Meanwhile, Phips was introduced to the Duke of Albemarle, who happened to be out-of-favor at Court and was seeking a way to restore his fortune. Phips’s scheme fired the duke’s imagination, with the talk of gold just waiting to be lifted from the sea floor. Albemarle supplied money from his own depleted purse, and convinced four other covetous gentlemen to back the entrepreneur in what became a risky, investment syndicate.
Captain Phips subsequently sailed for the West Indies. Most in London forgot about him when nothing was heard for a year. At the royal court, fashionables who had refused to venture any money upon treasure seeking laughed openly at the investors’ folly.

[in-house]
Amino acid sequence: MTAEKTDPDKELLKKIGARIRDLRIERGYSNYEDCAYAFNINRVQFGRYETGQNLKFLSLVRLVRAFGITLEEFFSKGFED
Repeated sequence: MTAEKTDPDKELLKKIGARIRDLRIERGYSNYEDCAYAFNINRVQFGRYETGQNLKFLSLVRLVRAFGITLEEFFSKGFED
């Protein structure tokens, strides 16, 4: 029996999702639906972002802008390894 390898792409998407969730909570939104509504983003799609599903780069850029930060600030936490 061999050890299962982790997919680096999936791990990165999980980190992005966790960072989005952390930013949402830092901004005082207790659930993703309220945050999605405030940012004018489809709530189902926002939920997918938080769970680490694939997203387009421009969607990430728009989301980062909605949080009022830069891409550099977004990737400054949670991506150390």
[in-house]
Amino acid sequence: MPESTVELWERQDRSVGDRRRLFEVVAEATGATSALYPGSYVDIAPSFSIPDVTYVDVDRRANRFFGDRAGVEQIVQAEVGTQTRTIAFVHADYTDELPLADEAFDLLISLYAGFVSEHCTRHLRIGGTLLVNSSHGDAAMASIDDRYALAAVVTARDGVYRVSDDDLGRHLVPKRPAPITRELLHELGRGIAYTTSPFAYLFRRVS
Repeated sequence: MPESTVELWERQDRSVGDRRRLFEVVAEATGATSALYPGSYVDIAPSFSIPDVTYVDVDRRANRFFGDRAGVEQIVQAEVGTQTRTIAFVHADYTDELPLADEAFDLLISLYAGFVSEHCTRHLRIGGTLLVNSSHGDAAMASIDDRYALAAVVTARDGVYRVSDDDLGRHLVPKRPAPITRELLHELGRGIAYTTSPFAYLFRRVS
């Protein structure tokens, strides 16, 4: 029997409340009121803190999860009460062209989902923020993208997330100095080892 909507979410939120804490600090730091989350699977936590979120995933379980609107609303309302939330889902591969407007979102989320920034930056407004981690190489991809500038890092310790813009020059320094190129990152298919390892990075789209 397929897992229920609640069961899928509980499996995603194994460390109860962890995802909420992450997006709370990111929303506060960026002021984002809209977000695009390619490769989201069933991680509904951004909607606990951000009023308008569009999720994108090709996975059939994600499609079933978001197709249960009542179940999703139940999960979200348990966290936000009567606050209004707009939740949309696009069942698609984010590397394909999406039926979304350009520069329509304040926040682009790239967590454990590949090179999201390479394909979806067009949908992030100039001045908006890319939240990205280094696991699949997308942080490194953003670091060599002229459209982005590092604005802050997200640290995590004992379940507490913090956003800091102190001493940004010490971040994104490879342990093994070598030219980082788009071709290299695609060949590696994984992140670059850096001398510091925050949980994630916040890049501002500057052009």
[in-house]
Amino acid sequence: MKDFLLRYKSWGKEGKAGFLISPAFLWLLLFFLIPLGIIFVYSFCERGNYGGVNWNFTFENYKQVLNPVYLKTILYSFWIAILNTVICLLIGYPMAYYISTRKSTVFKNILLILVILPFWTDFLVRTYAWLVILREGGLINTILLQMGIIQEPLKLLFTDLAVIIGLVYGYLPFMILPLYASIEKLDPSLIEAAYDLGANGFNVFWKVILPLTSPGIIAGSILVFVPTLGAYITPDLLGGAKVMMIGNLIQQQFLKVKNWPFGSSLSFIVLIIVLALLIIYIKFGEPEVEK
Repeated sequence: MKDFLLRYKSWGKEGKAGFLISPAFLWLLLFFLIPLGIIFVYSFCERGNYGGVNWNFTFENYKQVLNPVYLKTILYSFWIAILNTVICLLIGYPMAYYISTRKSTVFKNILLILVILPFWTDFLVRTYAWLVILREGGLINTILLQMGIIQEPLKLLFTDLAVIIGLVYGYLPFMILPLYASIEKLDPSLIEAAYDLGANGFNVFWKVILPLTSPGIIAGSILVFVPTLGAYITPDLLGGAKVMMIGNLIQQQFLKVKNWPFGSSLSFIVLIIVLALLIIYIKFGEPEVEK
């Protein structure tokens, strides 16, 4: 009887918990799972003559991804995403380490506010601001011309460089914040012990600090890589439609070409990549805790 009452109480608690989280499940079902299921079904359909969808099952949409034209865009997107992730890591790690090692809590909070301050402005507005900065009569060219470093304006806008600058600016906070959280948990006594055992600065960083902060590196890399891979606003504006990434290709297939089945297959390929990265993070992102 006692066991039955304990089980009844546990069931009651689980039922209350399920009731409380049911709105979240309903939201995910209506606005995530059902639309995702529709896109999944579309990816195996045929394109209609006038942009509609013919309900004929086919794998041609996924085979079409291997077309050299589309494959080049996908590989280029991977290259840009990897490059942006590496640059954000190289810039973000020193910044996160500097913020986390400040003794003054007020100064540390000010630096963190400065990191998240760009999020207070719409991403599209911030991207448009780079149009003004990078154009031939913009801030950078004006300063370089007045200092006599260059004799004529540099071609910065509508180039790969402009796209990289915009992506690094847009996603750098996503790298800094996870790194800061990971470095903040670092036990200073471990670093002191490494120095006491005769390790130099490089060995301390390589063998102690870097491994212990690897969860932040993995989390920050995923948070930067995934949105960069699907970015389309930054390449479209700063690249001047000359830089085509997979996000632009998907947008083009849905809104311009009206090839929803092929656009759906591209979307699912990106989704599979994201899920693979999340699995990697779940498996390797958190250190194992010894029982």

But on June 8th of the following year, extraordinary news arrived, and Albemarle became the most talked-of man in London, as well as one of the richest: Phips had returned with treasure raised from the Concepción whose economic value, it’s considered, would top $3 billion now.
England’s King Charles, who had neglected to invest, promptly claimed nearly half of the treasure for himself. Albemarle received 90,000 pounds—in today’s money almost $400 million. This, for an 800 pound investment. Captain Phips gained 4,000 pounds and a knighthood, and later was made Governor of Massachusetts. Only one syndicate investor, Sir Richard Haddock, had lost his nerve during the year when no news came from the treasure hunters. Haddock sold out of his share for only 90 pounds just one month before Phips returned to England with the treasure!
This industry is not new and hard-won lessons are forgotten. But, it need not be that way! Learn the hard lessons the easy way. For more information, please read the attached eBook, Investing 101.
This is published under the Appalachian Regional Commission POWER Grant, PW-1835-M.
Copyright Appalachian Investors Alliance, Inc. 2018
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